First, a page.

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Mid-term Election Implications for Education Policy #EPFPaskED the NASBE Election Team

Thursday, November 29, 2018   (0 Comments)
Posted by: Sarah McCann
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What are the biggest education policy take-aways from the 2018 mid-term election?

At a national level, it wasn’t like 2016 when voters sent a clear message. Most importantly, this election emphasizes how critically important states are going to be in the next couple of years. This is where the action is going to be.

Some new governors have bold education agendas. Some Governors-elect, such as Pritzker in Illinois, are saddled with horrific budget issues that are going to make it tough to do much else in the policy arena. We also have #RedforEd teachers who are going to be there, with a louder voice. In the midst of all of this change, the stable center is going to be the State Board of Education, partly by design because their terms do not roll off at the end of this year. We will have 20 new Governors but there are two ways that make these changes more tempered. Of the 20 new Governors, about 12 will be appointing state board members. That won’t happen right away in January because of the longer terms (such as seven years in GA, nine in MS). Secondly, staggered terms mean there is more continuity and stability. Many board members will stay on and provide continuity, because education change, as we know, doesn’t happen in a year or two years. It’s important to have that sense of history and ability to keep an agenda moving forward.

In some examples (MA, TN), it hasn’t mattered who was in the Governor’s mansion. In these states, bipartisan long-term efforts continue work on a set of policy agreements that the state made regardless of party. Viewing from 10,000 feet, they’ve bought into that same set of agreements and that doesn’t change just because of an election cycle. States that have gone through changes before and committed to strategic plans have engaged diverse stakeholders so there’s a wealth of committed people beyond elected officials operating in support of their desired education outcomes.

There are some state issues that didn’t seem to permeate at the Federal level. Governors now are more likely to talk about wanting to be a “workforce” governor than an “education” governor, but you can’t be a workforce governor if you aren’t an education governor. This came up frequently and we expect it to move forward. School finance will continue forward post-election and keep those conversations going. ESSA plans have a March 1 deadline for amendments. We’re going to watch those states whose plans are shifting based on a new Governor’s direction.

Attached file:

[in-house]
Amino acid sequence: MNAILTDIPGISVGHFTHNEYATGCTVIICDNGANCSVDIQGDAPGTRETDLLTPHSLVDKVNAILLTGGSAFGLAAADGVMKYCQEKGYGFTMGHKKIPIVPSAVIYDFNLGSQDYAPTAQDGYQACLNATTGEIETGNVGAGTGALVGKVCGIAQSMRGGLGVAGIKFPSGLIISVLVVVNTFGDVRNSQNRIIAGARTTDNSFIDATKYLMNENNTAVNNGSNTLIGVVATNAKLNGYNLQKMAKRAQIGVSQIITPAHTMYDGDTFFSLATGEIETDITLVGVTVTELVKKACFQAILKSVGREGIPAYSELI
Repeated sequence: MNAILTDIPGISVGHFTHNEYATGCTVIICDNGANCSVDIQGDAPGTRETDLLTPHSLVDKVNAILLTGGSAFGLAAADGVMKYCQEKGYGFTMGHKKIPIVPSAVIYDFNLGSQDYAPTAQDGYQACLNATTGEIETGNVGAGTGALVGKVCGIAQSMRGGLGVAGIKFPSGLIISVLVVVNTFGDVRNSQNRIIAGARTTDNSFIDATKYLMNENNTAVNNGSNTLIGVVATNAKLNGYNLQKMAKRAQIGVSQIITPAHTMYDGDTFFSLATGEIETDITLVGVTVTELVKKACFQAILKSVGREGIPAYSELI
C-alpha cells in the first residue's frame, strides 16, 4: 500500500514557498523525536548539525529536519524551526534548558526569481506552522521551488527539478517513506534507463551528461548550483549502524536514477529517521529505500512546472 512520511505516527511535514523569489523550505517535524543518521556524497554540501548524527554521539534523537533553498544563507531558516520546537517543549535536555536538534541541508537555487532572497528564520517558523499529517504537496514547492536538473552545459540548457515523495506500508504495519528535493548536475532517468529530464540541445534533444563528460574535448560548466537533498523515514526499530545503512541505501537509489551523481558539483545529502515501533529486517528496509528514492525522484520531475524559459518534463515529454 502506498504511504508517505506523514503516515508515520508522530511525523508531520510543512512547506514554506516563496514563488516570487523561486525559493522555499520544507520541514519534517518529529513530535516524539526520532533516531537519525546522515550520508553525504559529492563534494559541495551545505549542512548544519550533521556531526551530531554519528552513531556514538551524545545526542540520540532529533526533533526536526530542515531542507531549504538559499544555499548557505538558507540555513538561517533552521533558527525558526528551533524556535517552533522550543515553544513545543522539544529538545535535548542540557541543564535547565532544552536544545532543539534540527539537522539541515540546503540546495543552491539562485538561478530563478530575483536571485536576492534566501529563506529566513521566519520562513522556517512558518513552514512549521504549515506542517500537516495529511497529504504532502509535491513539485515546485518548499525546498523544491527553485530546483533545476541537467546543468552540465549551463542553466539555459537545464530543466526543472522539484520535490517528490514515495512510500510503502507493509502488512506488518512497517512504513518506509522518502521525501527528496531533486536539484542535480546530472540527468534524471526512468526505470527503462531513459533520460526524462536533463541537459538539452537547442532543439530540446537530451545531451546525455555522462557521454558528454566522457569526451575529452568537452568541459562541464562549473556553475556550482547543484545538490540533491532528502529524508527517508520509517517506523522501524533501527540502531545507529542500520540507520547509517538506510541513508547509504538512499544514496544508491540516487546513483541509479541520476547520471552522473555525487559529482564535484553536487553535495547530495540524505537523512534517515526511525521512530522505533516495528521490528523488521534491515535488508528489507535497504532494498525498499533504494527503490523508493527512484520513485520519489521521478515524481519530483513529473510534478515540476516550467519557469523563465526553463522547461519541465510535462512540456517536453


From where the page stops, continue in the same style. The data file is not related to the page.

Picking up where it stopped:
What state-level results have the biggest education policy implications?

Sometimes change can be political but not partisan, for example CA. Governor Brown had a very specific and clear vision working with State Board of Education President Mike Kirst, and had 4 terms to bring it to fruition. That is ending and he’s succeeded by a Democrat, but you will still see a shift on some priorities. Even though it’s the same party it is a transition of power.

Some other places might see even less of an emphasis on change. One is Wisconsin. We might not see a big upheaval in education emphasis because Tony Evers is changing chairs ( moving from being the State Superintendent to becoming the Governor). He’s staked out education equity in the campaign, and he will have some budget levers to address that priority. For example, if you as a district add pre-k for 4 year olds, the state budget will support you. We can also expect less contentiousness between teacher organizations and the governor than under Walker.

Kansas was interesting in the primaries because the sitting governor wasn’t nominated, but he had been able to build support inside the education policy community. The transition to a governor from a different party may in fact be more seamless. Kansas started developing their strategic goals several years ago in a ground-up way by talking to communities all over the state. In the best cases, this kind of engagement preceded ESSA, but that consultation process opened the door for some states who did serious talking and listening to communities. Over the long haul, that work pays off.